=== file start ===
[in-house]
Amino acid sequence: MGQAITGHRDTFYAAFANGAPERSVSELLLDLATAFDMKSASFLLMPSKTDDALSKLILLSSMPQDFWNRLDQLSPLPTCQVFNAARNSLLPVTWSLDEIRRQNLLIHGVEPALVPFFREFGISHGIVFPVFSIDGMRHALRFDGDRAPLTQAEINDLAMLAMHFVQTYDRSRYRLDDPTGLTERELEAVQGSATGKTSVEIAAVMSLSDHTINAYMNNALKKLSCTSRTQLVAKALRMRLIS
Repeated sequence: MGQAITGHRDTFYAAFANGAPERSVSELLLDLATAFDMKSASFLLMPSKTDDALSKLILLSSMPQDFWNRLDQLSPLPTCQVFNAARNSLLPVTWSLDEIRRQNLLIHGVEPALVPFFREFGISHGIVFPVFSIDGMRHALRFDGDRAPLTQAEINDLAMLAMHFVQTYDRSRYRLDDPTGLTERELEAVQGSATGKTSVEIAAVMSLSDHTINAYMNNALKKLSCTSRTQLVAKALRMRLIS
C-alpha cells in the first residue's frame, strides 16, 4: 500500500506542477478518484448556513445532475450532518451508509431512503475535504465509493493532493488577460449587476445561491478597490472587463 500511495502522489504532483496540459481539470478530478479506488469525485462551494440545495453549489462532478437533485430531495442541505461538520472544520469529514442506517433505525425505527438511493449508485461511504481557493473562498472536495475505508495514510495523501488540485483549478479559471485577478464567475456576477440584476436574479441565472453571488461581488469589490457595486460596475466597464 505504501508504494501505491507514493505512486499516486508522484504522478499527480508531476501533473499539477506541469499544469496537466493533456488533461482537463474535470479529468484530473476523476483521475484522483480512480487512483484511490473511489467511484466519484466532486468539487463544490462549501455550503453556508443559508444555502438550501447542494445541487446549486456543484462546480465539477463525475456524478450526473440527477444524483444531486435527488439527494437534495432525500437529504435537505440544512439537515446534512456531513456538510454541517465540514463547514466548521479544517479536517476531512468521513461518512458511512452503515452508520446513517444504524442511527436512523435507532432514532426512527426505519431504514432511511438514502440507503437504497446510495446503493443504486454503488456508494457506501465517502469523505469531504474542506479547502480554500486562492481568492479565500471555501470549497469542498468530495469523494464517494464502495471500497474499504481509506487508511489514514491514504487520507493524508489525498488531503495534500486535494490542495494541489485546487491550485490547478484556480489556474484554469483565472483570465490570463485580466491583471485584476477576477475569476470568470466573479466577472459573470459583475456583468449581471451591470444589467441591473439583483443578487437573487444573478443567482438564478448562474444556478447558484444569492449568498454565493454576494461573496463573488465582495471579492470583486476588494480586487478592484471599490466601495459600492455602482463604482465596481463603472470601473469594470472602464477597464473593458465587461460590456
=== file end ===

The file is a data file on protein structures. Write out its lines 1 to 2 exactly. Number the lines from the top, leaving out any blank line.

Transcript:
[in-house]
Amino acid sequence: MGQAITGHRDTFYAAFANGAPERSVSELLLDLATAFDMKSASFLLMPSKTDDALSKLILLSSMPQDFWNRLDQLSPLPTCQVFNAARNSLLPVTWSLDEIRRQNLLIHGVEPALVPFFREFGISHGIVFPVFSIDGMRHALRFDGDRAPLTQAEINDLAMLAMHFVQTYDRSRYRLDDPTGLTERELEAVQGSATGKTSVEIAAVMSLSDHTINAYMNNALKKLSCTSRTQLVAKALRMRLIS